- Drugs List
- Therapeutic Indications
- Precautions and Warnings
- Pregnancy and Lactation
- Side Effects
Oral formulations of canagliflozin.
Type 2 diabetes (NIDDM) not controlled by diet,weight loss & exercise alone
Indicated in adult patients with type 2 diabetes mellitus to improve glycaemic control.
As monotherapy when diet and exercise do not provide adequate glycaemic control in patients for whom use of metformin is considered inappropriate.
In combination with other glucose lowering medication including insulin where the existing regimen with diet and exercise does not provide adequate glycaemic control.
The recommended starting dose is 100mg once daily.
In patients tolerating canagliflozin 100mg once daily who have creatinine clearance equal to or more than 60ml/minute and need tighter glycaemic control, the dose can be increased to 300mg once daily.
Patients with Renal Impairment
Creatinine clearance 30 to 60ml/minute:
The dose should be adjusted to or maintained at 100mg once daily.
Creatinine clearance less than 30ml/minute:
Initiation should be avoided.
Maintain the dose of 100mg daily if well tolerated.
Children under 18 years
Renal impairment - creatinine clearance below 30ml/minute at baseline
Severe hepatic impairment
Precautions and Warnings
Patients over 65 years
Predisposition to hypotension
Glucose-galactose malabsorption syndrome
History of alcohol abuse
New York Heart Association class III failure
New York Heart Association class IV failure
Renal impairment - creatinine clearance below 60ml/minute
Correct electrolyte disorders before treatment
Reduce dose in patients with creatinine clearance below 60ml/min
Advise ability to drive/operate machinery may be affected by side effects
Correct hypovolaemia prior to administration
Monitor renal function prior to initiating treatment
Electrolyte & volume depletion may occur - interrupt treatment as necessary
Hospitalised patients: Monitor blood ketones before restart treatment
Monitor blood pressure
Monitor renal function 2-4 times a year in renal impairment
Monitor renal function annually in patients with normal renal function
Monitor renal function if concomitant drugs that impair renal function
Advise patient to report genital/perineal symptoms with fever or malaise
Advise patient to report symptoms of diabetic ketoacidosis immediately
Discontinue SGLT2 inhibitor if Fournier's gangrene is suspected
Increased risk of genital mycotic infection
Increased risk of urinary tract infection
Interrupt treatment temporarily in complicated urinary tract infections
Test results for urinary glucose will be positive
Advise patient to seek advice at first indications of pregnancy
Interrupt therapy if acute serious illness requiring hospitalisation occurs
Interrupt treatment in patients undergoing major surgery
Discontinue if diabetic ketoacidosis is suspected
Discontinue if foot infection, ulcer or gangrene occurs
Advise patient not to take St John's wort concurrently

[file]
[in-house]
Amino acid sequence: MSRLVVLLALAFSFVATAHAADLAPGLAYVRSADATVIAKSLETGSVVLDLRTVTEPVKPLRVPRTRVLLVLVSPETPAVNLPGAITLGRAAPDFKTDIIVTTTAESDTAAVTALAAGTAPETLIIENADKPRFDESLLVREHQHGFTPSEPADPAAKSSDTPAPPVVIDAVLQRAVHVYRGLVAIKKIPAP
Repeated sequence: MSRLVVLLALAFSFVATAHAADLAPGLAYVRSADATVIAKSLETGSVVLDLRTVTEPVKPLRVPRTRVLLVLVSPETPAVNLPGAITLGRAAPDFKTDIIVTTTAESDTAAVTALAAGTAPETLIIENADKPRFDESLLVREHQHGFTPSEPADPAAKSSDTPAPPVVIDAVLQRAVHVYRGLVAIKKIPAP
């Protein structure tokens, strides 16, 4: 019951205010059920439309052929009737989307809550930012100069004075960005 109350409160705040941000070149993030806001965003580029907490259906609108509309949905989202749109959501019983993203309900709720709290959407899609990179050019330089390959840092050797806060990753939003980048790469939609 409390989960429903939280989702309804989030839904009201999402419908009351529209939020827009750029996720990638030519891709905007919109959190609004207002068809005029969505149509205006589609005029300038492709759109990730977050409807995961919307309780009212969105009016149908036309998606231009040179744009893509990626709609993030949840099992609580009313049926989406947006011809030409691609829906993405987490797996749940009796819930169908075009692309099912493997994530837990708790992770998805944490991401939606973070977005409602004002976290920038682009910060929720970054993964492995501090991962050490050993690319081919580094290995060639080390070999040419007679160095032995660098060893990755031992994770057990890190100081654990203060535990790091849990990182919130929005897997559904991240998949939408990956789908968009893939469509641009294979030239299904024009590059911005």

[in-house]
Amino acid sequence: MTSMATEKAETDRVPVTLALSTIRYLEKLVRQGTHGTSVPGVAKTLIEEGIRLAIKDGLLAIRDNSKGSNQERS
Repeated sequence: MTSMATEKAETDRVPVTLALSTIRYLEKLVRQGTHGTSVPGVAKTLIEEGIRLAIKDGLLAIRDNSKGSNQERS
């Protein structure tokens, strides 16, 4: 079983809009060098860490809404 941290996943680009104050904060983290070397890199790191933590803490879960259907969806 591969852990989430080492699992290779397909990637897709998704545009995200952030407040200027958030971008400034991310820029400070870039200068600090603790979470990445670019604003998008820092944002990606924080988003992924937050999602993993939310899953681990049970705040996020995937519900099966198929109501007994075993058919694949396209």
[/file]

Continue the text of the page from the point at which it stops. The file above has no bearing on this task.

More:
Advise patient to avoid excess of alcohol
Advise patient on the need for adequate foot hygiene
Advise patient on the need for adequate hydration
Advise patient to report symptoms of volume depletion
Patient to inform DVLA if fitness to drive impaired or hypoglycaemic risk
Clinical trials suggest there is an increased risk of lower limb amputation (primarily of the toe) in patients treated with canagliflozin. This risk is independent of predisposing factors, however the absolute risk is higher in patients with previous amputations, existing peripheral vascular disease or neuropathy. Patients with these risk factors should be carefully monitored and discontinuation or interruption of treatment can be considered in the event of any significant complication such as lower-extremity skin ulcer, osteomyelitis or gangrene.
Cases of diabetic ketoacidosis (DKA), including rare life-threatening and fatal cases, have been reported in patients taking SGLT2 inhibitors. The signs and symptoms of DKA are rapid weight loss; feeling or being sick; stomach pain; fast and deep breathing; sleepiness; a sweet smell to the breath; a sweet or metallic taste in the mouth; or a different odour to urine or sweat. Patients with moderate to severe renal impairment who require insulin appear to be at a greater risk of developing DKA. Other risk factors for DKA include low beta cell function reserve; conditions leading to restricted food intake or severe dehydration; sudden reduction in insulin; increased insulin requirements due to acute illness; surgery and alcohol abuse.
Cases of necrotising fasciitis of the perineum (Fournier's gangrene) have been reported in patients taking SGLT2 inhibitors. This a rare but serious event that requires urgent intervention and may be preceded by genital infection or penineal abscess. Patients should be advised to report a combination of symptoms of pain, tenderness, erythema, or swelling in the genital or perineal area, accompanied by fever or malaise.
Patients with diabetic kidney disease with albuminuria using canagliflozin may have additional benefit from treatment.
Pregnancy and Lactation
Canagliflozin is contraindicated in pregnancy.
At the time of writing there are no data from the use of canagliflozin in pregnant women. Animal studies have shown reproductive toxicity at high doses. The potential risk for humans is unknown.